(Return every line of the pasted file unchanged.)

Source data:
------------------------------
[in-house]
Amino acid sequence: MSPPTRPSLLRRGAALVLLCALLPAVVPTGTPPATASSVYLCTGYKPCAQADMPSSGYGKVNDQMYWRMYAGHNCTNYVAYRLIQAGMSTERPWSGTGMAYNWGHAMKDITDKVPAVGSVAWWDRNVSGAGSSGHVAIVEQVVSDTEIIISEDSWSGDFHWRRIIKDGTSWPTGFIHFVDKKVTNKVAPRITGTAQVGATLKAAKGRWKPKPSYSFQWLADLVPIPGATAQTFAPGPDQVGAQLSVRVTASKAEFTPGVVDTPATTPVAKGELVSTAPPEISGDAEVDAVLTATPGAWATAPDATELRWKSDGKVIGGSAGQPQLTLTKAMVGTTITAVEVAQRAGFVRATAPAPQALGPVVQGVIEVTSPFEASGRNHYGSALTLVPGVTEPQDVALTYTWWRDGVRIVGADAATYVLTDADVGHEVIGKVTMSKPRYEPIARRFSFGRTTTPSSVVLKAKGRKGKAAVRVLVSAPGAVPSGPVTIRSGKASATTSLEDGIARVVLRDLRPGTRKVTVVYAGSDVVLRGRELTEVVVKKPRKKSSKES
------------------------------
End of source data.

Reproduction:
[in-house]
Amino acid sequence: MSPPTRPSLLRRGAALVLLCALLPAVVPTGTPPATASSVYLCTGYKPCAQADMPSSGYGKVNDQMYWRMYAGHNCTNYVAYRLIQAGMSTERPWSGTGMAYNWGHAMKDITDKVPAVGSVAWWDRNVSGAGSSGHVAIVEQVVSDTEIIISEDSWSGDFHWRRIIKDGTSWPTGFIHFVDKKVTNKVAPRITGTAQVGATLKAAKGRWKPKPSYSFQWLADLVPIPGATAQTFAPGPDQVGAQLSVRVTASKAEFTPGVVDTPATTPVAKGELVSTAPPEISGDAEVDAVLTATPGAWATAPDATELRWKSDGKVIGGSAGQPQLTLTKAMVGTTITAVEVAQRAGFVRATAPAPQALGPVVQGVIEVTSPFEASGRNHYGSALTLVPGVTEPQDVALTYTWWRDGVRIVGADAATYVLTDADVGHEVIGKVTMSKPRYEPIARRFSFGRTTTPSSVVLKAKGRKGKAAVRVLVSAPGAVPSGPVTIRSGKASATTSLEDGIARVVLRDLRPGTRKVTVVYAGSDVVLRGRELTEVVVKKPRKKSSKES